A financial power of attorney (“POA”) is a legal document used to appoint another person, called an agent, to act on your behalf regarding financial and business matters. This type of POA does not authorize the agent to make health care decisions for you.
Typically, a POA is used when an individual is unable to handle his or her own affairs. It can also be utilized when an individual has significant affairs that need to be delegated to ensure they are all completed. A principal can name one agent, or multiple co-agents, each of whom can act alone, or however the POA provides. Importantly, as long as the principal has sufficient mental capacity, he or she can change or revoke their financial POA.
The Scope and Duration of the Agent’s Authority
The POA will often indicate when the agent’s authority begins. If the POA does not state when the powers begin, the agent can act immediately. Some POA documents state that the agent’s authority will “spring” into effect at a later date or upon a particular event (often when the principal loses mental capacity). However, because of the difficulties associated with proving mental incapacity, and because no one can predict the future, it is generally advisable to allow the POA to take effect immediately.
A POA can be of limited time or power. For instance, an agent can be named POA for the sole purpose of handling another’s financial affairs while he or she is out of the country for an extended period. The POA will be in effect only for the time period of the trip. Other POA’s can be of limited power, such as a POA that is only for the express purpose of changing the title on an automobile.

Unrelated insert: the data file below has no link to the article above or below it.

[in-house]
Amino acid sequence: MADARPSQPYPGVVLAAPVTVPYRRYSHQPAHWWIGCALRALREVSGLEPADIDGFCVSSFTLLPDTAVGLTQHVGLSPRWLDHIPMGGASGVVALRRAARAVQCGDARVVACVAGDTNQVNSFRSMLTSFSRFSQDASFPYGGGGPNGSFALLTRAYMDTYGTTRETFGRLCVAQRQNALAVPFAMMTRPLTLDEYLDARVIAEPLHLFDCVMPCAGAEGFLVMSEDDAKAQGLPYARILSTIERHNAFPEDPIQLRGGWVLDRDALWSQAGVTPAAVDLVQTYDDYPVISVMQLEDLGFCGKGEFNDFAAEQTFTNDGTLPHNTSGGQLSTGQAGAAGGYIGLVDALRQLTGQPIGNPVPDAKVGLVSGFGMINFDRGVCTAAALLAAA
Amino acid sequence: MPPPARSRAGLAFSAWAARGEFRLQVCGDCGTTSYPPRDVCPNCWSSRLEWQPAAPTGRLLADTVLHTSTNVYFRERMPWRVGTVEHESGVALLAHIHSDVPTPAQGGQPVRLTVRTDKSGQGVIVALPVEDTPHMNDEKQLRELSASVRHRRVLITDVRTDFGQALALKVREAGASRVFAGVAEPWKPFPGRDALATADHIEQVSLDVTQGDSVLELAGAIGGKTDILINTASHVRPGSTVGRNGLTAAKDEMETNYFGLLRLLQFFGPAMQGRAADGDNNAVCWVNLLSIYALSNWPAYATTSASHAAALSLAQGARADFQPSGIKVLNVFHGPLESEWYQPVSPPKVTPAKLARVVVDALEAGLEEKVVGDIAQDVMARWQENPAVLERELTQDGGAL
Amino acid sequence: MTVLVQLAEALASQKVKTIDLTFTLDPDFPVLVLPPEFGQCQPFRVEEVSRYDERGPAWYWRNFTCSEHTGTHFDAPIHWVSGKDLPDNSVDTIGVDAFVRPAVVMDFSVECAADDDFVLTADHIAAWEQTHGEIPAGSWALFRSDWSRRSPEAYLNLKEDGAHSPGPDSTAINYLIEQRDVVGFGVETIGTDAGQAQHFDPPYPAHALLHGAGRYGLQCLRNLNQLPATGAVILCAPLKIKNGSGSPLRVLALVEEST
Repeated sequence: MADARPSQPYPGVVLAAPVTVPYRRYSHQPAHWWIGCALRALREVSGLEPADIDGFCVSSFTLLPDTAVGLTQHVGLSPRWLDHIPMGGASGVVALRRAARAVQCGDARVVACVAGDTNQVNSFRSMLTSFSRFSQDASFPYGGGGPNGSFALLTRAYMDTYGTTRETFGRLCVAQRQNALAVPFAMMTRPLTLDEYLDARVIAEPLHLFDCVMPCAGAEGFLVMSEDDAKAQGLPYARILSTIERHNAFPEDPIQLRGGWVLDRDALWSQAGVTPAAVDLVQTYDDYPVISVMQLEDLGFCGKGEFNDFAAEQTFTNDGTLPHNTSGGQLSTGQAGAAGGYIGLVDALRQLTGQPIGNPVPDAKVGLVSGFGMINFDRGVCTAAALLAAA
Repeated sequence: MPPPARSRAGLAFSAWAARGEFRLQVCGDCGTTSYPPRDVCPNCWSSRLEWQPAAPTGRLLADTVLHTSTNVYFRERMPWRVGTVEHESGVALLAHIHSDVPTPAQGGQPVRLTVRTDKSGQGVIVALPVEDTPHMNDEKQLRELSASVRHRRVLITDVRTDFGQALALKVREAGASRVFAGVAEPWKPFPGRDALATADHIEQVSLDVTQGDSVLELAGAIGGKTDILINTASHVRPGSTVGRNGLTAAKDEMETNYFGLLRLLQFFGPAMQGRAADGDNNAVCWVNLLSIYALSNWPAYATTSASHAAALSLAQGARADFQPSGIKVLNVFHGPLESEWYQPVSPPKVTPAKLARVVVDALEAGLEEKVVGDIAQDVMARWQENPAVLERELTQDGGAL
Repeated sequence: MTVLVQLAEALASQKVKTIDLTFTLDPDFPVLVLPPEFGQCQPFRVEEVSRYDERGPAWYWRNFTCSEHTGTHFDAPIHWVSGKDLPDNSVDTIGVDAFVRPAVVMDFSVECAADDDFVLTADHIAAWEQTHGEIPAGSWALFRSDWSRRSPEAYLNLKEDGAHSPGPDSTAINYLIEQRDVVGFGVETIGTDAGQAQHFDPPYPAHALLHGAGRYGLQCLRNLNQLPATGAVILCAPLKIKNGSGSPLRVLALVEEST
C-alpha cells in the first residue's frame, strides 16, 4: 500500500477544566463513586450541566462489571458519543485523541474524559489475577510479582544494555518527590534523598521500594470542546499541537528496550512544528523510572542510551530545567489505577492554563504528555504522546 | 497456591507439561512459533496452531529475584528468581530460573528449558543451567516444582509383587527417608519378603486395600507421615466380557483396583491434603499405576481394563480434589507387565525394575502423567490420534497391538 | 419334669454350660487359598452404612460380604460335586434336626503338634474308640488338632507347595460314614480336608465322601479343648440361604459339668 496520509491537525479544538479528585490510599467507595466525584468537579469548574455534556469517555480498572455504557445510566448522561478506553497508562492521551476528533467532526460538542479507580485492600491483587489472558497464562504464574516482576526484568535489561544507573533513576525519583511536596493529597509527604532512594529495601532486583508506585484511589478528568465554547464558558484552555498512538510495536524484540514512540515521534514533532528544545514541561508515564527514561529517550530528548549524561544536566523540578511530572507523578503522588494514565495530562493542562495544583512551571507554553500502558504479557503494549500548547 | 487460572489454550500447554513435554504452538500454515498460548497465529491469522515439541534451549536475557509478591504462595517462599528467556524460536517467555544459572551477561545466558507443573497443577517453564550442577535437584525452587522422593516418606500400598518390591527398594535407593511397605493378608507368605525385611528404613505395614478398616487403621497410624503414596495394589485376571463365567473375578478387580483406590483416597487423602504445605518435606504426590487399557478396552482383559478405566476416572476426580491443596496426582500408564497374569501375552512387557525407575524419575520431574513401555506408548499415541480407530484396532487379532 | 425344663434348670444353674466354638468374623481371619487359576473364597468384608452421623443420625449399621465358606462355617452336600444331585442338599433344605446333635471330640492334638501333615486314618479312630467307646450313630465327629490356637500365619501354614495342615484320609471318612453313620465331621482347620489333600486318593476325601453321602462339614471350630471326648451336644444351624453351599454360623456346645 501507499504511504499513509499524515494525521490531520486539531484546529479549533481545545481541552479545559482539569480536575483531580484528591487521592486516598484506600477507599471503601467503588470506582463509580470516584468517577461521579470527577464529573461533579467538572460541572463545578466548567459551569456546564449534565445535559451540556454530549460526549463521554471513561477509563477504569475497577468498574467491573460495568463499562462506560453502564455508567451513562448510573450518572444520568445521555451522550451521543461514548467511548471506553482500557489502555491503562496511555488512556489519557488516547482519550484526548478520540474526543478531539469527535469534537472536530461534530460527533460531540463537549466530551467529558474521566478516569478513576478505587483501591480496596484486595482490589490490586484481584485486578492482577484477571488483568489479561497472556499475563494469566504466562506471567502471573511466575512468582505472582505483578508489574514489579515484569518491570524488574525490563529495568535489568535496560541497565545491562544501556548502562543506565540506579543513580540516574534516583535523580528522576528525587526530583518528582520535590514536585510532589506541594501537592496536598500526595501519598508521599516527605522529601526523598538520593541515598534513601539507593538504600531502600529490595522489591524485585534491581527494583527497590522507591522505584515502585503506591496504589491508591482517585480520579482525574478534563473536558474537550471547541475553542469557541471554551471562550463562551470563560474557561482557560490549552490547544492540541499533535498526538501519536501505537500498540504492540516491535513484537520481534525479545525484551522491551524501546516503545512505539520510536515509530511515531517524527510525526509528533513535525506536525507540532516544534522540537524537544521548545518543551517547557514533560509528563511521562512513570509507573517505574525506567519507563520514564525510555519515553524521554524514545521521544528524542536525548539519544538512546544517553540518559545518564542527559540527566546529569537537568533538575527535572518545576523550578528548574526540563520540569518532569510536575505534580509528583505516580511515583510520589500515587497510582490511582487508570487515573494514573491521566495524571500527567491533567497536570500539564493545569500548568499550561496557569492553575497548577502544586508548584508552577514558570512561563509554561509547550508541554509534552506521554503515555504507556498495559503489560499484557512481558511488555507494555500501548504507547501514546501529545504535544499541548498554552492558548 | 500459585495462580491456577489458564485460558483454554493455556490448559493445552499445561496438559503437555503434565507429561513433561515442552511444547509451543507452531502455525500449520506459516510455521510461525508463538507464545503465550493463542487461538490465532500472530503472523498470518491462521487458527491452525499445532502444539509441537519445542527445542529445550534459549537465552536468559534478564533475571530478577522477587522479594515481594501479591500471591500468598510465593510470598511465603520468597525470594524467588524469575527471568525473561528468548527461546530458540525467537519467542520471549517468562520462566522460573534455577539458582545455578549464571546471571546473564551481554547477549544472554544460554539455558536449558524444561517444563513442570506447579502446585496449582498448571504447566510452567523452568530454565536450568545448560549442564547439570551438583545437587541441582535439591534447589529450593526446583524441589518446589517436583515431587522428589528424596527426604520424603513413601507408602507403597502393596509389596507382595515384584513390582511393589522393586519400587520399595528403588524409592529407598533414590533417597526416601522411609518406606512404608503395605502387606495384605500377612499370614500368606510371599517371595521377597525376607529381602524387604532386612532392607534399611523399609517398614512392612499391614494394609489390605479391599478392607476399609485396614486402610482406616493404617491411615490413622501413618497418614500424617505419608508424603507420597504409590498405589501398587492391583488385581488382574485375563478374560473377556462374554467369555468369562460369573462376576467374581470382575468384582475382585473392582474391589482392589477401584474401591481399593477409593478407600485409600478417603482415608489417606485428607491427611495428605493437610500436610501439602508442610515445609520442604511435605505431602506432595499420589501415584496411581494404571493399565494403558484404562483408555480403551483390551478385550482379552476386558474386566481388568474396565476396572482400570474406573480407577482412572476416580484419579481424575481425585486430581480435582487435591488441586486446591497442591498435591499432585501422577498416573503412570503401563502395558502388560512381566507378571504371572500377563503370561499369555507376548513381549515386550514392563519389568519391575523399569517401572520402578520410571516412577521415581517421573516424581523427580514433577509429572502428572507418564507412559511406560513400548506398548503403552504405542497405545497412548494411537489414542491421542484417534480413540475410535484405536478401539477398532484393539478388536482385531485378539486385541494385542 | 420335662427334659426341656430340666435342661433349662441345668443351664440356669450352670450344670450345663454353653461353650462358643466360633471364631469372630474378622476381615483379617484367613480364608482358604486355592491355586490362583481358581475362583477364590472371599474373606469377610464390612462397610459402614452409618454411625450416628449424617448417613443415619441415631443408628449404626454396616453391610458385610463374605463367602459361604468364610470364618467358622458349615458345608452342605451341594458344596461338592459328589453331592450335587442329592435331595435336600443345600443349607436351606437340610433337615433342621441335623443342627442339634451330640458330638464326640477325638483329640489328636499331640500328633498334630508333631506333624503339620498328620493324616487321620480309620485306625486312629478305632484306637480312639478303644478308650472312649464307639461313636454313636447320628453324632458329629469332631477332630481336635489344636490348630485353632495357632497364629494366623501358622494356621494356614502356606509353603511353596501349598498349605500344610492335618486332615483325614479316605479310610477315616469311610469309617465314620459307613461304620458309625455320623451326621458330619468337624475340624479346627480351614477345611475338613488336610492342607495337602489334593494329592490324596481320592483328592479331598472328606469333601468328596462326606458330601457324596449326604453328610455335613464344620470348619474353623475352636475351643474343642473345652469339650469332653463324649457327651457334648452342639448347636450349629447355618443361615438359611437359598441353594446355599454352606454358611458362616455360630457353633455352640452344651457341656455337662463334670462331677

Once the powers are granted, the agent must act in the principal’s best interest, and only within the scope of the authority provided in the POA. Also, an agent must act in a way that preserves the principal’s estate plan, particularly if the agent knows about the plan. For this reason, the principal should tell the agent about his or her plan and provide the name of the attorney who prepared it. Unless stated otherwise in the POA document, the agent must also act loyally, cooperate with the principal’s health care agent, avoid conflicts of interest, and keep accurate records of all acts performed under the POA.
Generally, the principal determines the scope of the agent’s authority. To that end, certain powers are automatically excluded from the scope of authority unless expressly granted. For example, Ohio law provides that, unless the powers are specifically granted, an agent cannot:
- Give away the principal’s property;
- Change beneficiary designations;
- Change rights of survivorship;
- Create a trust for the principal or make changes to an existing trust;
- Let others act in place of the named agent; or
- Waive the principal’s right to be a beneficiary of a joint and survivor annuity, including a survivor benefit under a retirement plan.
This is because such powers are the types that are most likely to be abused. Although the principal has the right to grant one or more of these powers in their POA, it is generally unadvisable.
After the POA is executed, an agent’s authority will end when the POA states that it will end or when the principal revokes the POA. If the POA does not include a specific end date, then the agent’s authority will end only when the POA is revoked or when the principal dies. Importantly, an agent can never act after learning of the principal’s death.
Because financial POAs provide agents with significant powers and authority, it is always best to speak with an attorney when preparing your POA document. Your attorney can then assist with creating a POA that best protects you and your finances during your lifetime.
This article is meant to be utilized as a general guideline for financial power of attorney. Nothing in this blog is intended to create an attorney-client relationship or to provide legal advice on which you should rely without talking to your own retained attorney first. If you have questions about your particular legal situation, you should contact a legal professional.
You may also be interested in: Knowledge is Power: Understanding the Different Powers of Attorney
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